Poisoning by shellfish and fish results from infection with ptomaines developed by micro-organisms, as in cases of milk and meat poisoning. In addition, it must be remembered that there are a number of persons who, from idiosyncrasy, possess an extreme degree of sensitiveness to the action of shellfish of all kinds. To such persons the eating of clam broth or raw oysters, crabs or lobsters, may give rise to violent outbreaks of urticaria or eczema, or produce severe headache, nausea, and vomiting. It is scarcely probable that these cases are due to the same source as those of true ptomaine poisoning, for they occur when the shellfish have been eaten in perfectly fresh condition; the symptoms, moreover, are usually less violent than those caused by ptomaines, and similar effects are produced in some people by certain vegetables and fruits, like the strawberry. Among shellfish the mussel furnishes the most violent poison. This substance Brieger has isolated under the name of "mytilotoxin." It develops particularly in the liver of the animal. The intensity of the poison depends somewhat upon the locality in which the animal has lived and fed. The same mussels may become non-toxic in different waters.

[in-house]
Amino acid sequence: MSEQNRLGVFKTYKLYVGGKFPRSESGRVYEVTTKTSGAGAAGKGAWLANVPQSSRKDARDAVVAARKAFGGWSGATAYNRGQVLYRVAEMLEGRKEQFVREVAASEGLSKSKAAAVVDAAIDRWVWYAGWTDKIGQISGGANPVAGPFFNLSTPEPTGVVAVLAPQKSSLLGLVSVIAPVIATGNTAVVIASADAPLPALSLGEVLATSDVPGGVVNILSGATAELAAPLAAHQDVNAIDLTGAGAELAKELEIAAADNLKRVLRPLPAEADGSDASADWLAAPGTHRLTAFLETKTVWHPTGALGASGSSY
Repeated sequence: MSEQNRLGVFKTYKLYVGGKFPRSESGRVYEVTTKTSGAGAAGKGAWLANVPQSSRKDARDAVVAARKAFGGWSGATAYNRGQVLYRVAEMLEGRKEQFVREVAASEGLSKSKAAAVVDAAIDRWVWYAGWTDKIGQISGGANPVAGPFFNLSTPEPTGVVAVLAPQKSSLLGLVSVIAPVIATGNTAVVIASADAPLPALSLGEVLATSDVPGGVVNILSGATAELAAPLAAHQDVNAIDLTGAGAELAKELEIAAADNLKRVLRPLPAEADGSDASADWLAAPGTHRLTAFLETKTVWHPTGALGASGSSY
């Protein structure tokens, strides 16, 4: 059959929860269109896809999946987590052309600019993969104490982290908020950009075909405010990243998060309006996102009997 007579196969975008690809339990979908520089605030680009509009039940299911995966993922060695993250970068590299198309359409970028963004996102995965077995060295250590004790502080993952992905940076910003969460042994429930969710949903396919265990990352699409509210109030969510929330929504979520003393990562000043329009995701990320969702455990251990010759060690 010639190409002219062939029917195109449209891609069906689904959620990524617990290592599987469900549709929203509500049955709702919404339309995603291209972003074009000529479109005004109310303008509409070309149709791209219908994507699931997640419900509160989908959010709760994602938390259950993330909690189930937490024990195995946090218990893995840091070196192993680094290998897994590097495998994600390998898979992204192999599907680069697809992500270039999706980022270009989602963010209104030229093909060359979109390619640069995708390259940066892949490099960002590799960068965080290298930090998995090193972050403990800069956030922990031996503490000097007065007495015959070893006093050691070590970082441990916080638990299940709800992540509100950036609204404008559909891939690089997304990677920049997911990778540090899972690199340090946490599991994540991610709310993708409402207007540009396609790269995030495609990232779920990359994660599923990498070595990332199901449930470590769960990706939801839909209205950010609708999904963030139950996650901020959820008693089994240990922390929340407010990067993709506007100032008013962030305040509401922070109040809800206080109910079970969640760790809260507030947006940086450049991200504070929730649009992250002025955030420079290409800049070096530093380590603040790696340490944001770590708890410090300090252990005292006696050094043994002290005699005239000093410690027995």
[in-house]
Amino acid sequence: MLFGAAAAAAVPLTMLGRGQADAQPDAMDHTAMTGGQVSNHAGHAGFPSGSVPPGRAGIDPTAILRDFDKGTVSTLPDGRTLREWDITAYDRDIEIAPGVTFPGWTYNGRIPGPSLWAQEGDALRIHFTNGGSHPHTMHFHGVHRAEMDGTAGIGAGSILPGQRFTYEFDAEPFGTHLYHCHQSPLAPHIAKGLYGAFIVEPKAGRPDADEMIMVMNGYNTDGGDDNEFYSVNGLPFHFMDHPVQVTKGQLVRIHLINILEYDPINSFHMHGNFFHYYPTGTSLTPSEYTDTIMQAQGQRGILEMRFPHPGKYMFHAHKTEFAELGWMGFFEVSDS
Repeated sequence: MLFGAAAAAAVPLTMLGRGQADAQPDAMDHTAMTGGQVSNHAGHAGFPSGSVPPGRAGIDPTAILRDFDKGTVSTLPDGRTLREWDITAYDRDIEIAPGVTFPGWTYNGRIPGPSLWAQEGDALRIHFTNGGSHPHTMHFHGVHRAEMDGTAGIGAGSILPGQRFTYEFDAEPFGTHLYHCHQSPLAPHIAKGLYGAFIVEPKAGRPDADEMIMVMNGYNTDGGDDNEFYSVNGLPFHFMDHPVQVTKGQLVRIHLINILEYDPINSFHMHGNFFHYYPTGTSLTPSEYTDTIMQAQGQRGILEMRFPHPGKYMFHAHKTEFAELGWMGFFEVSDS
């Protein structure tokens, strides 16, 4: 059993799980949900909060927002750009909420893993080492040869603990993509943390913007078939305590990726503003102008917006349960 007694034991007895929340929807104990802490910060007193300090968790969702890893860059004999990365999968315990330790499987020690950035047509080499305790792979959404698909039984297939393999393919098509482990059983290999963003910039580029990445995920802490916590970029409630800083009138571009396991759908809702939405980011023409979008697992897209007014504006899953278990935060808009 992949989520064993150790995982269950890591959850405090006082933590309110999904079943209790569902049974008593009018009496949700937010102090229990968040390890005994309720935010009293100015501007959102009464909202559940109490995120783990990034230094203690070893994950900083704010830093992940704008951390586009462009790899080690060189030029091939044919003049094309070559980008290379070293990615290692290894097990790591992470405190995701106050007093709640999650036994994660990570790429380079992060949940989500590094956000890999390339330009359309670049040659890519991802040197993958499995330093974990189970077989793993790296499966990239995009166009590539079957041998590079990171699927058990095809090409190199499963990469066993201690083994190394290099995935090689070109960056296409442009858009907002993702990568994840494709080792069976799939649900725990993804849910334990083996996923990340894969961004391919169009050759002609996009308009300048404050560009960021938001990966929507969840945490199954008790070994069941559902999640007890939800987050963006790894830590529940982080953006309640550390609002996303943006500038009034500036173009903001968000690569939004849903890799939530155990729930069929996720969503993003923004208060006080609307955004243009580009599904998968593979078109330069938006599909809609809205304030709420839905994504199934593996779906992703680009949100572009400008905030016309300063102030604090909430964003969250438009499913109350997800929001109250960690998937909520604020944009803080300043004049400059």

The name ichthysmus is applied to fish poisoning in general, osteotoxismus to oyster poisoning.


The symptoms of poisoning from eating raw fish or cooked mussels in which ptomaines have developed are somewhat different from those of meat and milk poisoning in that they concern the nervous system with less gastro-intestinal disorder. For this reason the poison is very much more dangerous, and cases have been known to result fatally two hours after eating mussels. In such instances there may be no nausea, vomiting, or fever, but there is sudden and extreme prostration, with numbness, faintness, coldness of surface, dilatation of the pupils, double vision, restlessness, nervousness, anxiety, and a feeble and very rapid pulse. In France hard-roed herrings have caused such symptoms. Decomposing oysters and fish may also produce symptoms of gastro-intestinal poisoning resembling those from the use of bad meat. The salted sturgeon which is eaten extensively as a food in parts of Russia has caused death from its decomposition, and a variety of fishes both in European and Eastern waters are capable of developing very active toxins. In Russia poisoning has been produced by eating the ova of the pike, barbel, and perch, and decomposed sturgeon roe (caviare). Portions of the porpoise, eaten in China, may prove poisonous unless thoroughly boiled.

The mackerel family has three species which are poisonous, namely the jurel, bonito, and chicaro. They are found in the West Indies. Two species of herring are poisonous; one of them, the meletta, taken along the Atlantic coast from Florida to New York, has caused several fatal cases of poisoning.

Georgii reported in 1901 the poisoning of 24 men from eating a salad of canned lobster. The symptoms resembled fish poisoning. Urticaria was absent, but in one case there was glycosuria.